Unidesk High Availability notes 3.x

Unidesk High Availability notes. Unidesk was bought over by Citrix in January 2017.

The Unidesk environment largely depends on the infrastructure it works alongside to be highly available:

These components include:

  • Hyper-V using clustering using Unidesk 3.x. Unidesk 2.x for example required clustered VMware hosts.
  • Active Directory so that machine assignment can occur and users can actually log on and process group policies.
  • DHCP so that Unidesk desktops and session hosts receive a configurable IP address.
  • Networking infrastructure connecting each system
  • Storage that is shared between hosts that is highly available as this is where the layers reside.
  • Citrix components such as Delivery Controllers highly available so that users can be brokered on to desktops.
  • SQL server high availability for the Citrix Site database.


  • Unidesk Management Appliance fails – If the Management Appliance fails, running desktops will continue to function because they connect directly to their layers (virtual disks). When the Management Appliance is not available you will not be able to manage existing desktops including rebuilding them, assigning new layers, creating new desktops etc.
  • Unidesk Master CachePoint fails – If the Master CachePoint fails you can not create new OS Layers, Application Layers or versions. OS Layers and Application Layers that have already been replicated to Secondary CachePoint’s continue to serve desktops without issue.
  • Unidesk Secondary CachePoint fails – No new desktops can be created to the failed Secondary CachePoint and existing desktops cannot be modified or deleted unless the CachePoint they are connected to is unnafected. Desktops that have already been created and are managed by a failed SCP continue to run.
  • Hyper-V clustered hosts do not share storage – Unidesk will work however if a Unidesk desktop or Session Host is moved to a server that does not have a connection to storage containing the required layers the desktop will simply not work. For this reason and in this situation, virtual machine failover should be configured to prevent failover to hosts without the necessary storage.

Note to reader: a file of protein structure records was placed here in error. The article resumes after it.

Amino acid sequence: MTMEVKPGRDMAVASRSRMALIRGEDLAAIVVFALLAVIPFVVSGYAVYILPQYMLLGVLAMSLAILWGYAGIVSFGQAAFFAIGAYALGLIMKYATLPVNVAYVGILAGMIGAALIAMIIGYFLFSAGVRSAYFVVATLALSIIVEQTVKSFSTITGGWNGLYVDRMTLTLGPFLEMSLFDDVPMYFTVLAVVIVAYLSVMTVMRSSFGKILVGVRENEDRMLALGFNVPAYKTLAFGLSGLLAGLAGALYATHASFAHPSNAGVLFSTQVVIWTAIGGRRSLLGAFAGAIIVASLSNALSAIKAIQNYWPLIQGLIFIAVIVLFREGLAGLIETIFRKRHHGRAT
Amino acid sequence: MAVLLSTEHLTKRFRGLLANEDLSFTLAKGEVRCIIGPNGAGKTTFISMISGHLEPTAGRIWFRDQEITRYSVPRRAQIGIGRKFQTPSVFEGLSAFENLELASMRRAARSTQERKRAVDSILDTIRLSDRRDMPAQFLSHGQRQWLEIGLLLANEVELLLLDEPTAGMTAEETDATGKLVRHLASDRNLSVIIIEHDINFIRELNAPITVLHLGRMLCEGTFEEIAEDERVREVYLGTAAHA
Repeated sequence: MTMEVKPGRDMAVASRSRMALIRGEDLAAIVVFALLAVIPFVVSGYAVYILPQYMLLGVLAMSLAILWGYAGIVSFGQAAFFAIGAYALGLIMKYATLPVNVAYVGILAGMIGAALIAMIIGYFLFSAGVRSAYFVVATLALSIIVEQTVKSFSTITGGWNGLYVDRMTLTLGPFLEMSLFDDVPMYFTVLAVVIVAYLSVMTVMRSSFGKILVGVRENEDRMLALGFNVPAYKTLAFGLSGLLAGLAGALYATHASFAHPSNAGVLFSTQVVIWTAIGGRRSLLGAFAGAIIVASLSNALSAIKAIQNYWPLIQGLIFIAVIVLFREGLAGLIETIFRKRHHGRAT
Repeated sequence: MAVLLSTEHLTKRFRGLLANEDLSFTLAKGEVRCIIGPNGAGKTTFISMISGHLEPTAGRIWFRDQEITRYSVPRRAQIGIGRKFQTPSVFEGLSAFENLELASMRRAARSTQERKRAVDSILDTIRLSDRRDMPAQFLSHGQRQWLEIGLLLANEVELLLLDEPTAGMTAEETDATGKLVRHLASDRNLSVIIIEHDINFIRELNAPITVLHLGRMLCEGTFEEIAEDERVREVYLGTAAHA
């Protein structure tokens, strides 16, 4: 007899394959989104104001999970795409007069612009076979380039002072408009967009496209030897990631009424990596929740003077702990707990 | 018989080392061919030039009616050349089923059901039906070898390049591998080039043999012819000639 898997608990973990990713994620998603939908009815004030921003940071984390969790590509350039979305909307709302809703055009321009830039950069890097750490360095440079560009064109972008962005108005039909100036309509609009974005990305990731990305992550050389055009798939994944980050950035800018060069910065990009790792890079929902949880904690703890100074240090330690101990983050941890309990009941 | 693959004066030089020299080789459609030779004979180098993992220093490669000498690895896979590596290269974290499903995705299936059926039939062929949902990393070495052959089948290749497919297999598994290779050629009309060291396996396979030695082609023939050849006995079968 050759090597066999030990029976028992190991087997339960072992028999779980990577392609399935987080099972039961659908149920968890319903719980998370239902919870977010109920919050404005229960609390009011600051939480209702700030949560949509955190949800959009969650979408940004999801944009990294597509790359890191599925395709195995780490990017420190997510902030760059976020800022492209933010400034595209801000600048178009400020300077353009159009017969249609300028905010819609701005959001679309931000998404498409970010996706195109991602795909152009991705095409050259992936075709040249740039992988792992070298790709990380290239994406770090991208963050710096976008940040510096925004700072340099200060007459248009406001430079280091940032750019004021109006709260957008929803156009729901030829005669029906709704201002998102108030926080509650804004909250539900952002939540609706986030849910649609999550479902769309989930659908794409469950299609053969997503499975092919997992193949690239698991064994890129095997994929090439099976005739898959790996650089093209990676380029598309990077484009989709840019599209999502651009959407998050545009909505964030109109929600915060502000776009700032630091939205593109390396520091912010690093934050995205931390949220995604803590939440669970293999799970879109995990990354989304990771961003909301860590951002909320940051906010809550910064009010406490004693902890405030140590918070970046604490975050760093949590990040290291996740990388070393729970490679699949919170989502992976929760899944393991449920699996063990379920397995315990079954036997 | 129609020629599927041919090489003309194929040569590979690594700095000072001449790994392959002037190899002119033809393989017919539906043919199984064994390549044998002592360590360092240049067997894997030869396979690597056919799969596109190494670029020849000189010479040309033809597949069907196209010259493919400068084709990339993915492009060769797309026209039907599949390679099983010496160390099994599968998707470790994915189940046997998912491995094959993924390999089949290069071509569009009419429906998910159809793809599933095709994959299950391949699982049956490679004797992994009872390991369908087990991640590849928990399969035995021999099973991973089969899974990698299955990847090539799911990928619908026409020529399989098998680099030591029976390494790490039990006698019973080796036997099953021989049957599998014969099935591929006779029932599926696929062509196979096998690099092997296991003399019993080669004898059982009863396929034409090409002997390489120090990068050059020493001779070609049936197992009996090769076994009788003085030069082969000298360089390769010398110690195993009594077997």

• DHCP Servers fail – If one or more DHCP servers fail, Unidesk desktops and/or Session Hosts may be unable to renew or request a new DHCP lease. As a result, machnies will be as good as failed.
  • Active Directory fails – If one domain controller fails more load will be placed on the remaining domain controllers so this should be kept in mind during sizing. If Active Directory becomes unavailable completely users will mostly not be able to authenticate. Persistent desktops should be able to log a user on as the user profile is cached in the Personlization Layer however no Group Policy will apply and in fact log the user probably will not be able to do anything useful.
  • SQL server fails, affecting Citrix – Citrix (XenApp/XenDekstop 7.9 and above) will enter Connection Leasing mode so that users who have recently connected to resources within the past two weeks will be able to connect as normal. Users who are already connected during the database outage will not be affected. XenApp/XenDesktop 7.12+ introduced LHC (Local Host Cache) which goes a step further than Connection Leasing. To read up on Connection Leasing see http://www.jgspiers.com/citrix-connection-leasing/

Backup and availability performance:

Back up requirements for Unidesk are simple because the layering technology actually reduces the need to back up so much data. With Unidesk, you have one copy of the OS Layer and one copy of the Application Layer instead of having 100 copies for every full cloned desktop. Not only does this massively reduce space, it also means you only need to backup each OS and Application Layer once, and this can be done by backing up the Master CachePoint. Persistent desktops need to have their boot image and personlization layer backed up. These recommendations from Unidesk can provide better backup performance and availability:

  • Spread departments across hosts and CachePoint’s for redundancy. You don’t want a host or CachePoint failure to affect a whole department.
  • Spread Non Persistent deskop collections across hosts so that no single host failure affects all desktops.
  • Place the Master CachePoint and Secondary CachePoint on highly available hosts using redundant hardware.
  • Create recovery desktops/recovery collection for persistent use cases.
  • Backup persistent desktops personalization layers if desktops have significant customization.
  • Backup the Master CachePoint and Management Appliance.
  • Backup the MCP, MA and Unidesk Persistent desktop personlization layer and boot images to different storage so one storage failure doesn’t invalidate all backups.

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